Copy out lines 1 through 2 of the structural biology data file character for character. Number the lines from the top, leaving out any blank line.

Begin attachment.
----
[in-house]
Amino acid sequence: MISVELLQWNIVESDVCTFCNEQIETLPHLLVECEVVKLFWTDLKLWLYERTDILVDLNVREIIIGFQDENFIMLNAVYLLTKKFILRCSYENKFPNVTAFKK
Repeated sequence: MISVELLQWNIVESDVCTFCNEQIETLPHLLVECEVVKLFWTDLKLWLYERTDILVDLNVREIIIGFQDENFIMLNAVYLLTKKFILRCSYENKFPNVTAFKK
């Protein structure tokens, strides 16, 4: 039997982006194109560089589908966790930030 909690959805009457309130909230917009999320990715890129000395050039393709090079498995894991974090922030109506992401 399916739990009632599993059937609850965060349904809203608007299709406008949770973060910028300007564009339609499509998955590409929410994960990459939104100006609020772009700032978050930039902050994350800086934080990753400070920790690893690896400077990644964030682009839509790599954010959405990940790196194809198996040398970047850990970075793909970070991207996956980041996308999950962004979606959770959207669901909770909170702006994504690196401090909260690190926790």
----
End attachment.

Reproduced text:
[in-house]
Amino acid sequence: MISVELLQWNIVESDVCTFCNEQIETLPHLLVECEVVKLFWTDLKLWLYERTDILVDLNVREIIIGFQDENFIMLNAVYLLTKKFILRCSYENKFPNVTAFKK